A big part of the catch in the snatch and overhead squats is positioning and mobility. Dr. Aaron Horschig of Squat Univeristy (http://www.squatuniversity.com) talks about ankles and how to fix the lift!
Often times people miss jerks due to a lack of overhead stability. This lack of stability might be in the shoulders, elbows, or even midline. One great fix for all of these potential causes is the jerk recovery!
Overhead mobility can be a major roadblock in weightlifting since the goal of the sport is to get the heaviest load possible overhead! This is a GREAT drill to loosen up and prepare the overhead position during your warm up. You can use wide hands prior to snatch, and a more narrow grip to assist with the jerk.
We get a lot of questions about how to improve shoulder stability. Grab a band try this drill! This is a great way to practice a solid overhead position while moving through appropriate movement patters. It’s not just about having strong shoulders, it’s about being stable while recovering from lifts.
Learn to use your arms appropriately and punch yourself under the bar using tall jerks. This is a Barbell WOD Special Edition!
This is a GREAT drill to warm up for jerks. It can be very beneficial during the warm up for jerks from behind the neck, because it prepares the bar path from the unusual position.
To perform the drill:
- Go up on to your toes with the bar on your front rack
- This position should mirror the top of the jerk drive
- Drive the bar back and land with feet split and arms straight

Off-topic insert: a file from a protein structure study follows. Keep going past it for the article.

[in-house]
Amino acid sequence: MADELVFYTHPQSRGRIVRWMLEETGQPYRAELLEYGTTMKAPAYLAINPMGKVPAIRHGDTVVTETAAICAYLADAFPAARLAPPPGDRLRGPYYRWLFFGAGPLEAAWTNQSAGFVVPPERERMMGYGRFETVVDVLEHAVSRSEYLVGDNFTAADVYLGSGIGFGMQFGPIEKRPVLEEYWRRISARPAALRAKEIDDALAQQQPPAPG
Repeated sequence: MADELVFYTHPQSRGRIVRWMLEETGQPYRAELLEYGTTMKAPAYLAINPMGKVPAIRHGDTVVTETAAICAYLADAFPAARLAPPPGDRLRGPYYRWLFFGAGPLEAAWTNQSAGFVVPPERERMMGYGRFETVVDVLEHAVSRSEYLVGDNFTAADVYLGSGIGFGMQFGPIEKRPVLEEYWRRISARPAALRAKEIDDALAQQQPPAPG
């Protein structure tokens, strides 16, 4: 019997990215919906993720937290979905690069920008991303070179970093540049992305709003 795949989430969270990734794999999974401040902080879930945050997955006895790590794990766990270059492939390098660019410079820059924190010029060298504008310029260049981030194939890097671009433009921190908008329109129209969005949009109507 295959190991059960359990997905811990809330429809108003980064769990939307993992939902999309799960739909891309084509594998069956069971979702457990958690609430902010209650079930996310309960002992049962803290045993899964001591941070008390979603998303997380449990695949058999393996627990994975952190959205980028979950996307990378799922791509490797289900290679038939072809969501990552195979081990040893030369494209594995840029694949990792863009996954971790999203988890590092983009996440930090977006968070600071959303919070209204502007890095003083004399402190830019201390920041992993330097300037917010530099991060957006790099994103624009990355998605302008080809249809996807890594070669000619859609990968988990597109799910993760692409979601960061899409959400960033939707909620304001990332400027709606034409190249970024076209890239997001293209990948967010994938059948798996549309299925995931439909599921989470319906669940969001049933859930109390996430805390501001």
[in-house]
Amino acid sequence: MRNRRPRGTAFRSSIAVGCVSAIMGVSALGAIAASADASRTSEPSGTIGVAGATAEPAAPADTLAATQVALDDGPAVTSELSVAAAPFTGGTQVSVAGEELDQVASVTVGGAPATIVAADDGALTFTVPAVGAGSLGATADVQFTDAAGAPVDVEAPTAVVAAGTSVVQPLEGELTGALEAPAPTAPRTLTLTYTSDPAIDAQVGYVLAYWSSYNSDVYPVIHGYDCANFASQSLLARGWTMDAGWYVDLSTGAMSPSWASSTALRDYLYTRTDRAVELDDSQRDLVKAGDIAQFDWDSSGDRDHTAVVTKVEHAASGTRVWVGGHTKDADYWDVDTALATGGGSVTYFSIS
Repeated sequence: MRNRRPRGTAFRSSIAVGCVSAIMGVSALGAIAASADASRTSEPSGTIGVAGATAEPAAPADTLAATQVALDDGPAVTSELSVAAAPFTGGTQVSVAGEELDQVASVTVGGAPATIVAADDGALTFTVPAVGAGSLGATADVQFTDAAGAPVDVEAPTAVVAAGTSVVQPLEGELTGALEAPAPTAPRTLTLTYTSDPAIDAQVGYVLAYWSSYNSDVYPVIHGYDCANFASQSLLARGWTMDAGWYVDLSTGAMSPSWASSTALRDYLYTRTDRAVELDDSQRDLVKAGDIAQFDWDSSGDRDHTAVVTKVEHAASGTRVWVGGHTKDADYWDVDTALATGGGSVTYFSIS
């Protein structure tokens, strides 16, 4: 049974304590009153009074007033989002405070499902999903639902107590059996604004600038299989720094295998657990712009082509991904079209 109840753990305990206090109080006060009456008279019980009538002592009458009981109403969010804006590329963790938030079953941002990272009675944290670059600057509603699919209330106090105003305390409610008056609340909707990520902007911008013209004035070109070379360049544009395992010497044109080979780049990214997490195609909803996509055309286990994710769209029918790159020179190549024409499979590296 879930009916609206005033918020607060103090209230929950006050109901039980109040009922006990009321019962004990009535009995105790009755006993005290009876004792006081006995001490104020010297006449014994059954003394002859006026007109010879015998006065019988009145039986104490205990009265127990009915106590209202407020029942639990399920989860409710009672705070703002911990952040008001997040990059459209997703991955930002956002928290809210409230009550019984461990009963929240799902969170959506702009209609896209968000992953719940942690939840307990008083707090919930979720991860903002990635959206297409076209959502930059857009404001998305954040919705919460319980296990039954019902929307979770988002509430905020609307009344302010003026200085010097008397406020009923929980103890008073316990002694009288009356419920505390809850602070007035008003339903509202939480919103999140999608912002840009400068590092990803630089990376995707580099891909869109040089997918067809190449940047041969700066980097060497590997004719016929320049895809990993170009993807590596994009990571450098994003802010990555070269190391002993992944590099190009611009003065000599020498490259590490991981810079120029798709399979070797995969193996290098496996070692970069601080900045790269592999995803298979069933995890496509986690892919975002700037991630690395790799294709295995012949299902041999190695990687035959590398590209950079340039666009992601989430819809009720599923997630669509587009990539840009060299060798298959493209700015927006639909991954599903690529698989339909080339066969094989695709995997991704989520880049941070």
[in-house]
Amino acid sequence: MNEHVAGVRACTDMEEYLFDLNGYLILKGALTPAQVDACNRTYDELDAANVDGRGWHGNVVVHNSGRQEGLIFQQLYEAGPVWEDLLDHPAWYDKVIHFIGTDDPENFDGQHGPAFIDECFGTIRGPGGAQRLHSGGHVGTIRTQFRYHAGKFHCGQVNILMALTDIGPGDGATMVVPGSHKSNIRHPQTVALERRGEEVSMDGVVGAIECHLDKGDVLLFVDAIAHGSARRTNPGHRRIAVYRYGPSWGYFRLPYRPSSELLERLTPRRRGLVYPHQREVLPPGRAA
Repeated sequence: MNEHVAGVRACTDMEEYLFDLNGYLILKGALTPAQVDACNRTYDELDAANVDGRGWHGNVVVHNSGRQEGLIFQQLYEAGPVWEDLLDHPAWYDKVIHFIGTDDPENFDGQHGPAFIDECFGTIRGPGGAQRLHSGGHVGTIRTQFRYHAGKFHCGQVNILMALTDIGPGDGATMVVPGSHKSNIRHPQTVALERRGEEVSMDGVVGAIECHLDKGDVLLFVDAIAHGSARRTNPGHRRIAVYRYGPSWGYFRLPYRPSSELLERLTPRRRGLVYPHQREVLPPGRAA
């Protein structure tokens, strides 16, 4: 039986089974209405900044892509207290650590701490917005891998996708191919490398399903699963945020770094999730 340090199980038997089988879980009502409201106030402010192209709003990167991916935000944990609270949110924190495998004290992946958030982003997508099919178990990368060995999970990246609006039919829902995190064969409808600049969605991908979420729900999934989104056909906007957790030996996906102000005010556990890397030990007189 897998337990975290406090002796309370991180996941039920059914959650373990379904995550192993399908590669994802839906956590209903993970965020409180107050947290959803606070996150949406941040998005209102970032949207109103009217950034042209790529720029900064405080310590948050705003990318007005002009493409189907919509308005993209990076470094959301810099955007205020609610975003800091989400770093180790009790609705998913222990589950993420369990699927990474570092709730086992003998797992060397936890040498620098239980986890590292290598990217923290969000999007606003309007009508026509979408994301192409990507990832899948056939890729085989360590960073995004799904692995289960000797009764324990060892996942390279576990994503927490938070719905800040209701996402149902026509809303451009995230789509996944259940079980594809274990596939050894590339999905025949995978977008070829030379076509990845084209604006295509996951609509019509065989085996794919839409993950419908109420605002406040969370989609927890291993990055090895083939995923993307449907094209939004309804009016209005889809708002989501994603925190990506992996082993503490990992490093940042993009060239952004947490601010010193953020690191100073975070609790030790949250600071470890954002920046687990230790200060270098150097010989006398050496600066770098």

- Go up in weight to the point where you feel your arms pushing you under the bar.
*You can do this same drill for push jerks. Simply land in the push jerk catch position.
To learn more about The Barbell WOD, check out thebarbellwod.com
Getting stable overhead is important! There are two major contributing factors to poor overhead stability; poor shoulder mobility/engagement, and poor mid-line strength. This drill fixes both problems!
Land in your jerk catch with solid shoulders and arms! A common problem is landing with “soft,” not quite locked out arms. This drill fixes that problem. Do a handful of light jerks starting with the bar already locked out overhead. This will teach you to be tight and locked out in the catch.
In order to be fully stable overhead, you need to learn what that position feels like. This can be a difficult task when you are training by yourself. The drill in this video shows you how to find that strong, reliable overhead position on your own.
Put your hands straight out front. Then, pull your shoulders back and pinch your shoulder blades together. Then, rotate your arms to an overhead position, leading with your pinkies. From there, feel the position your back and arms are in!
Part two of our overhead stability! Keep those scaps tucked and tight! Then, internally rotate the arms a bit and push up hard to engage your traps along with the rest of your upper back.
People often leave the bar out front because they don’t really understand what “overhead” means. Here is a brief explanation of where the bar needs to go!